Written by: Greg Ellifritz
Last week we witnessed one of the largest terrorist attacks in recent history. Members of the Islamic State attacked a Sufi Mosque in Egypt’s northern Sinai region. The terrorists killed 305 and wounded 128 more in the attack. For details, check out this CNN article. To understand why ISIS would attack another Muslim mosque, read this piece from The Atlantic.
Why does this matter to Americans? It matters because the same group that conducted this attack has vowed to attack American citizens in a similar manner.
By studying attacks like this, we are getting an advance look at our enemy’s playbook. If we pay attention, we can put countermeasures in effect before the attacks arrive here. In a worst case scenario, we will at least know how to respond to such an attack without creating additional innocent casualties.
This attack had several significant features that make it somewhat unique. First of all, it was a coordinated or symphonic attack. Many terrorists planned a multi-step attack. It wasn’t just a couple terrorists with bombs or AK-47 rifles.
Best estimates suggest that 25-30 attackers arrived at the mosque in five different SUV vehicles. The terrorists fanned out to cover the largest exits of the mosque. Once the exits were covered by the terrorists, they detonated a bomb in a building adjacent to the mosque during a time of worship.
The bomb blasts drove people to evacuate the mosque. As they ran outside, they were machine-gunned by the terrorists waiting outside the doors. After shooting all the fleeing worshipers, the terrorists then made entry into the mosque to shoot anyone who was injured inside or trying to hide.
Finally, additional terrorists blew up cars along the largest evacuation roads leading to the mosque. Those burning cars in the roadway slowed police and medical response. Those first responders were further slowed when terrorist snipers fired upon ambulances and police vehicles driving to the scene.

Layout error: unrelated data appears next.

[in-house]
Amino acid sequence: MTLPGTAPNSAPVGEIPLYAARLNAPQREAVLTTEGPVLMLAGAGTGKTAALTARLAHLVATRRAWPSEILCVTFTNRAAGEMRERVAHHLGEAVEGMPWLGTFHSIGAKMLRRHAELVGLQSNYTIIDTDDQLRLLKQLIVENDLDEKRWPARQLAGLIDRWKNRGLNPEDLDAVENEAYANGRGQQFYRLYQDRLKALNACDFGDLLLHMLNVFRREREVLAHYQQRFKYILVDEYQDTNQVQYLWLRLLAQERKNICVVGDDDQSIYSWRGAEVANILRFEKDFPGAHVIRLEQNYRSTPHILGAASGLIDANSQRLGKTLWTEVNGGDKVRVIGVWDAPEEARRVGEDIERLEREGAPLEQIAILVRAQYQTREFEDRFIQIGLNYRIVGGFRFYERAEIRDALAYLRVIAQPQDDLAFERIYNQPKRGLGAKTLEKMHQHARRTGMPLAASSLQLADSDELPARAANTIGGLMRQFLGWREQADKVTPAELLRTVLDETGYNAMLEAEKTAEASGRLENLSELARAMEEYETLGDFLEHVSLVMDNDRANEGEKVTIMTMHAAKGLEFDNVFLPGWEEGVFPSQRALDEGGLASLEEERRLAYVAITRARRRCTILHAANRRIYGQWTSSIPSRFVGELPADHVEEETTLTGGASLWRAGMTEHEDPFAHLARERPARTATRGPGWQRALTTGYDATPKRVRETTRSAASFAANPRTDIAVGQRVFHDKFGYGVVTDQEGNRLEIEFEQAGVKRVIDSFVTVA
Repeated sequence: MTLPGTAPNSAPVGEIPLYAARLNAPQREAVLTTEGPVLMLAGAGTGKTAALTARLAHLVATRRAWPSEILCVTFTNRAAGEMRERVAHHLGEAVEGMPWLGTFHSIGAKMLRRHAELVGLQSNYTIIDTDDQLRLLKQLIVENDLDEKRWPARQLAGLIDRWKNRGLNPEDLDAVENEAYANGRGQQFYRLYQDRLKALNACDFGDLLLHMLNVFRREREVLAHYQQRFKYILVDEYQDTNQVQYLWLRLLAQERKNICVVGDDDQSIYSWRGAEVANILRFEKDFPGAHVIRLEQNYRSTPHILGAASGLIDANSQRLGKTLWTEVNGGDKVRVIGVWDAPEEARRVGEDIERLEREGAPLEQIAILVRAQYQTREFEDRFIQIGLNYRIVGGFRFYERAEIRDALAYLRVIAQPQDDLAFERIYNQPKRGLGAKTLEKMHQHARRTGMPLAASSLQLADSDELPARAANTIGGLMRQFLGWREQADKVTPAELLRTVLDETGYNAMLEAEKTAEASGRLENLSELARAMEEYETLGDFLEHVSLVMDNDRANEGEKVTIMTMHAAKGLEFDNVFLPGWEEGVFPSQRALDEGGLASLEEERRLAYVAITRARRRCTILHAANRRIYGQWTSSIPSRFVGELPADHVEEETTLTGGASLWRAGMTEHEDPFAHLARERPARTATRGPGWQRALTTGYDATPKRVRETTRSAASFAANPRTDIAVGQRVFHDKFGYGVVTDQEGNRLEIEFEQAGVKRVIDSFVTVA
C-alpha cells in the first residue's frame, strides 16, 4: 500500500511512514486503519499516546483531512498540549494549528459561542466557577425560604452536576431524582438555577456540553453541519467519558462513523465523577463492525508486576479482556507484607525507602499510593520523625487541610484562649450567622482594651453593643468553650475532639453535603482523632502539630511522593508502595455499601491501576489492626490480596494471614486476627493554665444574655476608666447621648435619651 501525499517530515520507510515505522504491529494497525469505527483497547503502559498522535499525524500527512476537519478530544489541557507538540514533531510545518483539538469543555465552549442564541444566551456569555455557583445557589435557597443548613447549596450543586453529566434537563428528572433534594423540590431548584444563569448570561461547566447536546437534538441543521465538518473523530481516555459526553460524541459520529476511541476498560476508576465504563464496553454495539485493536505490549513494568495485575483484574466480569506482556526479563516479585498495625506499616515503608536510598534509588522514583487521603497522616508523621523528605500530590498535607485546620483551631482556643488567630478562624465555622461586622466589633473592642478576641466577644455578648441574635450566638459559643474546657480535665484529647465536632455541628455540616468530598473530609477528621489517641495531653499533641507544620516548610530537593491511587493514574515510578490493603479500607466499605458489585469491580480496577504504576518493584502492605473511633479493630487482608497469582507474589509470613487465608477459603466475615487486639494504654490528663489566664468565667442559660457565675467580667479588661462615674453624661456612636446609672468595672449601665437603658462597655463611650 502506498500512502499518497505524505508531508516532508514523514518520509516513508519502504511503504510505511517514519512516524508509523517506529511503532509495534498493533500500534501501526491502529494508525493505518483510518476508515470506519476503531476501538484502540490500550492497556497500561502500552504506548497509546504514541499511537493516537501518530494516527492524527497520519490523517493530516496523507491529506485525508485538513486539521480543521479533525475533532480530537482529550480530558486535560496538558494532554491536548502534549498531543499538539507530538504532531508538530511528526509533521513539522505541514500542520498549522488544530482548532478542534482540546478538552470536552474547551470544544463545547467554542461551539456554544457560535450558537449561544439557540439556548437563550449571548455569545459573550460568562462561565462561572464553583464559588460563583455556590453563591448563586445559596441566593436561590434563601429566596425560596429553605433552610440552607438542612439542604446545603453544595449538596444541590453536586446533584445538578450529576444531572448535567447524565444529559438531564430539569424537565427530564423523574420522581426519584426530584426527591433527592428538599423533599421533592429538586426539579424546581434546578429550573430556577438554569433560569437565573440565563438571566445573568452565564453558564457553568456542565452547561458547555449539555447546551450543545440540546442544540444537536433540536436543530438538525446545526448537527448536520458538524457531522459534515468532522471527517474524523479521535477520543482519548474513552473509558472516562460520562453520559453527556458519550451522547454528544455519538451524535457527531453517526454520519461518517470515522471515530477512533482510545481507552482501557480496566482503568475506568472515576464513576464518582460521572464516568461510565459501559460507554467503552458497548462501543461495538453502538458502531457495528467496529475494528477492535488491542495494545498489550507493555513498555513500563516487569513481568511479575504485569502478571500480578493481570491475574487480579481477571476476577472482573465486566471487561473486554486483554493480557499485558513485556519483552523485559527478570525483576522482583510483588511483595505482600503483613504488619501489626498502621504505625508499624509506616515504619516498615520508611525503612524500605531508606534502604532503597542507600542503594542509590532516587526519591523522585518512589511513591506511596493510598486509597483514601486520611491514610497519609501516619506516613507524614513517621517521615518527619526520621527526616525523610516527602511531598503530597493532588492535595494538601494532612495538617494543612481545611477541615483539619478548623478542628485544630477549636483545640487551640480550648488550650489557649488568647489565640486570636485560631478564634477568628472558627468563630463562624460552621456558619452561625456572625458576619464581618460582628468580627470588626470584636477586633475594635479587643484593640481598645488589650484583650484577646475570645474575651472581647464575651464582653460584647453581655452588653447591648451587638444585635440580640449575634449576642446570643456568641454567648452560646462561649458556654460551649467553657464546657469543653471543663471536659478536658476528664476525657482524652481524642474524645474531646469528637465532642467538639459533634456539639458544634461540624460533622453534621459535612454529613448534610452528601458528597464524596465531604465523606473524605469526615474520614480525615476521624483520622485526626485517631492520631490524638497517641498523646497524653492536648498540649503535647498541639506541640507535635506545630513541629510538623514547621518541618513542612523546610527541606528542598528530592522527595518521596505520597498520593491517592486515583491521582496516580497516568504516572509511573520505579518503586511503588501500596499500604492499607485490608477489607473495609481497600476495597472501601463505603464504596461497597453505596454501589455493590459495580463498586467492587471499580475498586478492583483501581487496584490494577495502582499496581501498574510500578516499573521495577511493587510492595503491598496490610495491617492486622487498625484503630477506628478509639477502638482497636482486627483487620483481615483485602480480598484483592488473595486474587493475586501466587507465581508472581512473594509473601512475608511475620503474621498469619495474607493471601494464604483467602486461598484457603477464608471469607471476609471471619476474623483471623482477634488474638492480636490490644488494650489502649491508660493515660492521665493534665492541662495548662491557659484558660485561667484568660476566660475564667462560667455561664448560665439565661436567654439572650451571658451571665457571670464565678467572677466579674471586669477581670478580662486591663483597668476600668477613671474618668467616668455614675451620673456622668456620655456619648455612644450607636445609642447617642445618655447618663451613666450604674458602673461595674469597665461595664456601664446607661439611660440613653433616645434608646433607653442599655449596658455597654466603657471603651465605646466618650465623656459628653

Here are the important lessons learned from this brutal attack:
Learn to identify symphonic attacks. The best chance of escaping or disrupting an attack like this is in its earliest stages. If victims inside the mosque were able to notice the massing terrorists outside, they may have been able to escape before all of the exits were blocked by the gunmen. A fast counterattack by armed security folks on scene as the terrorists dismounted their vehicles may have driven them off.
One of the most visible signs of such a symphonic terrorist attack is the presence of large unoccupied vehicles in roads or parking lots near the scene of the attack. The terrorists have to use these vehicles to transport themselves and their weapons to the attack site. They will dismount and leave the vehicles running to make for a faster escape.
If you are in a busy public place, pay attention to idling vehicles in fire lanes or near large concentrations of people. Look for numerous people exiting vehicles and spreading out to cover multiple entrances. If you see these kind of actions, get away or trigger your crisis response plan.